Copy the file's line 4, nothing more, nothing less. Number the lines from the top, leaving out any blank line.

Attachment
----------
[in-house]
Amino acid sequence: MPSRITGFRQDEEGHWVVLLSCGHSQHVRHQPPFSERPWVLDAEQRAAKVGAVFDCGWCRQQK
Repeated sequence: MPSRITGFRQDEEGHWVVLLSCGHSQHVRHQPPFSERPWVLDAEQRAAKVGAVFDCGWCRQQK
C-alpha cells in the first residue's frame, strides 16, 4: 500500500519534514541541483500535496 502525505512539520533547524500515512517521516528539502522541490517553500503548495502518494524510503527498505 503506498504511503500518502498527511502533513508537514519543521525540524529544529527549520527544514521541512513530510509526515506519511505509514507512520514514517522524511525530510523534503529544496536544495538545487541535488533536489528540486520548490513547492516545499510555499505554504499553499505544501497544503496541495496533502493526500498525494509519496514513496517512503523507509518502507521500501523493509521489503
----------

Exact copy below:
C-alpha cells in the first residue's frame, strides 16, 4: 500500500519534514541541483500535496 502525505512539520533547524500515512517521516528539502522541490517553500503548495502518494524510503527498505 503506498504511503500518502498527511502533513508537514519543521525540524529544529527549520527544514521541512513530510509526515506519511505509514507512520514514517522524511525530510523534503529544496536544495538545487541535488533536489528540486520548490513547492516545499510555499505554504499553499505544501497544503496541495496533502493526500498525494509519496514513496517512503523507509518502507521500501523493509521489503